function(a) ifelse(sum(a<101) > 2, 1, 0))

b = apply(simDataNorm.nn$id[101:200,], 1, function(a) ifelse(sum(a>100) > 2, 1, 0)) simDataNorm.results = c(‘Dimension’ = 0, ‘Iter’ = 1, ‘Error’ = 100 – (100*(sum(c(a,b)) / 200))) for(noise in c(9, 99, 999, 9999, 99999)) { for(i in 1:10) { simDataNorm.train = as.matrix(cbind(simDataNorm, matrix(runif(noise*200, -5, 5), ncol=noise))) simDataNorm.nn = kNN(simDataNorm.train, k=5) a = apply(simDataNorm.nn$id[1:100,], 1,

function(a) ifelse(sum(a<101) > 2, 1, 0))

b = apply(simDataNorm.nn$id[101:200,], 1, function(a) ifelse(sum(a>100) > 2, 1, 0)) simDataNorm.results = rbind(simDataNorm.results, c(‘Dimension’ = noise, ‘Iter’ = i, ‘Error’ = 100 – (100*(sum(c(a,b)) / 200)))) } } simDataNorm.agg = aggregate(simDataNorm.results[,3], by=list(‘Dimensions’ = simDataNorm.results[,1]), mean) simDataNorm.agg$Dimensions = simDataNorm.agg\$Dimensions + 1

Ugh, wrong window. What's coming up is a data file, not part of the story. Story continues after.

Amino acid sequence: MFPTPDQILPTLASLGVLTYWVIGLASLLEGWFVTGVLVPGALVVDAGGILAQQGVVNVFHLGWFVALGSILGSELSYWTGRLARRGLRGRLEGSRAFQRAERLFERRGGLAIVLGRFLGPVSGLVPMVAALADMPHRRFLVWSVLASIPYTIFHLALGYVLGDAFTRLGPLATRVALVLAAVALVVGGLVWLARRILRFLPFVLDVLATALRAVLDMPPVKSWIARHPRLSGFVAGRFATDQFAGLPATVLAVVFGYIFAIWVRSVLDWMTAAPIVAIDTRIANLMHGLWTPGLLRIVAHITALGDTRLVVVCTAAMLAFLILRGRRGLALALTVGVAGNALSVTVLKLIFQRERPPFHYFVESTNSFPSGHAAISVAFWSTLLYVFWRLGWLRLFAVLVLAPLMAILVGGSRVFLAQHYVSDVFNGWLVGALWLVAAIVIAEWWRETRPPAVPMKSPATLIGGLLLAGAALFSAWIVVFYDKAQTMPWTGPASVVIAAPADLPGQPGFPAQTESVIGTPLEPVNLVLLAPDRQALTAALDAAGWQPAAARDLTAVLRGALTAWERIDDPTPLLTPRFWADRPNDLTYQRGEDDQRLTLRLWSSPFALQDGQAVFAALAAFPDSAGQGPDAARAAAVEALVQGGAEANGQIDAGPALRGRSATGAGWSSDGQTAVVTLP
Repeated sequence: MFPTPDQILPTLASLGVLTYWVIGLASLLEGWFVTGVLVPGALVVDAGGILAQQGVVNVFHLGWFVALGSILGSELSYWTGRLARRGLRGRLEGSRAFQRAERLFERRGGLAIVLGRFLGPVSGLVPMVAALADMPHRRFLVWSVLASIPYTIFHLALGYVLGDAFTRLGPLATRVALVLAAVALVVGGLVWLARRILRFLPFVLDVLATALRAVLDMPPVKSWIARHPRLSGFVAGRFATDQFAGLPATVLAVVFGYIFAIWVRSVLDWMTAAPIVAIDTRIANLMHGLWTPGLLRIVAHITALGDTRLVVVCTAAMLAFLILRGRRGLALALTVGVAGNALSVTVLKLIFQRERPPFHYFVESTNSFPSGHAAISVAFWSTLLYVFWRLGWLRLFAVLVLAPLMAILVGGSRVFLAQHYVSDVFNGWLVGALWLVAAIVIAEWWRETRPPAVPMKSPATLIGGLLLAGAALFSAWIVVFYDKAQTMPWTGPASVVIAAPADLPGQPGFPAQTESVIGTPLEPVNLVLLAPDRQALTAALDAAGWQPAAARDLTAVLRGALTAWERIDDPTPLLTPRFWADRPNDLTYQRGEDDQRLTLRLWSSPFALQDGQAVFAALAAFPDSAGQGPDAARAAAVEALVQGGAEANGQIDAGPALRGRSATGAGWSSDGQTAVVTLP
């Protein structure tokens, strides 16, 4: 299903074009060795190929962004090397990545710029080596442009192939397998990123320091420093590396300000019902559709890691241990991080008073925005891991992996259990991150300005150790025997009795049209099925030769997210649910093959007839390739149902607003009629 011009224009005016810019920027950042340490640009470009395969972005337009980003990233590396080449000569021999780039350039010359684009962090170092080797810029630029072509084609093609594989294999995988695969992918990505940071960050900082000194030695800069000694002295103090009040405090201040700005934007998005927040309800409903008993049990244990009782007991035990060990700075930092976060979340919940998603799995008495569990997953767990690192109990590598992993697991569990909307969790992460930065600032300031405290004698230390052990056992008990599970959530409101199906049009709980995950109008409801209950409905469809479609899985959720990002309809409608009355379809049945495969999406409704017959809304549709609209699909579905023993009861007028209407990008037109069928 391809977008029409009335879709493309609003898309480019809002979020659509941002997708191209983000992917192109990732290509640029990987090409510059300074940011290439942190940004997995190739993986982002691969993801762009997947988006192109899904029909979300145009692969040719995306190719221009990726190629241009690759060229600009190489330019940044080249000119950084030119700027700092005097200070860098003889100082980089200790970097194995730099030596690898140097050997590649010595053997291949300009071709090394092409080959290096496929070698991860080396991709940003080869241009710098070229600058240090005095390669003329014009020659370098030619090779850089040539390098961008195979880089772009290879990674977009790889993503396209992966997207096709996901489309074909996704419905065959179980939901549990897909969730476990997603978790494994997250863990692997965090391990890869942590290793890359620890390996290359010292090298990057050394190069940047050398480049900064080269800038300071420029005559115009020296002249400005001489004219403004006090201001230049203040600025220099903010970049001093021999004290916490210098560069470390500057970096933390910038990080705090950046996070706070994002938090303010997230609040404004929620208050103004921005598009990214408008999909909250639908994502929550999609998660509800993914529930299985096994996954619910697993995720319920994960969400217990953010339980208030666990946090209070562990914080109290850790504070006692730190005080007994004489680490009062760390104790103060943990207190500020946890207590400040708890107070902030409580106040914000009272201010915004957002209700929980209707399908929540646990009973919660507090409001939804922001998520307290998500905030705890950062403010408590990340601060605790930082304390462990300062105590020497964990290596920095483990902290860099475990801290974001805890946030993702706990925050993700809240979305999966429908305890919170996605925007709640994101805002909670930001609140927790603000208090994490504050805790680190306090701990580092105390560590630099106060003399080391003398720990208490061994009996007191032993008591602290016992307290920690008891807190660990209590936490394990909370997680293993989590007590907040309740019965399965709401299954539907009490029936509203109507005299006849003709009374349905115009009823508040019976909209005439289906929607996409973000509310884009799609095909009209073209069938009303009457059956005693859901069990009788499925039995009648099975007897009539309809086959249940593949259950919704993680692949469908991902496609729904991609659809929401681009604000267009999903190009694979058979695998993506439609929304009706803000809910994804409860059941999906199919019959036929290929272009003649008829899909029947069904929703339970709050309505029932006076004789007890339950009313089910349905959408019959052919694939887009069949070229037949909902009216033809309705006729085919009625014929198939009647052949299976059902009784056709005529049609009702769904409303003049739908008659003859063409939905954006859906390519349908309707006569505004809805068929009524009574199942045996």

p4 <- ggplot(simDataNorm.agg,

aes(x = Dimensions, y = x)) +

geom_point() + geom_line() +

ggtitle(‘Increase in Error with Higher Dimensions’) +

xlab(“log(Dimensions)”) + ylab(“Error”) +

scale_x_log10(breaks =

trans_breaks(“log10”,

function(x) 10^x),

labels =  trans_format(“log10”,

math_format(10^.x))) +

theme_bw()

p4 + annotation_logticks(sides = ‘b’) Property 4: The precision of any predictive model gets close to 100%. This implies models can always be found that forecast group characteristics with increased precision.

In $$P>>N$$ data where points have shifted farther away from one another (Property 1), points are distributed on the external boundary of the information (Property 2) , and all points are equidistant (Property 3), hyerplanes can be identified to demarcate any two or more subsets of data points even when there are no groups in the information. A hyperplane in $$P$$ dimensions is a $$P-1$$ boundary through the space that demarcates the space into two sides. These are leveraged to categorize points into groups dependent on the which side of the hyperplane(s) a point falls.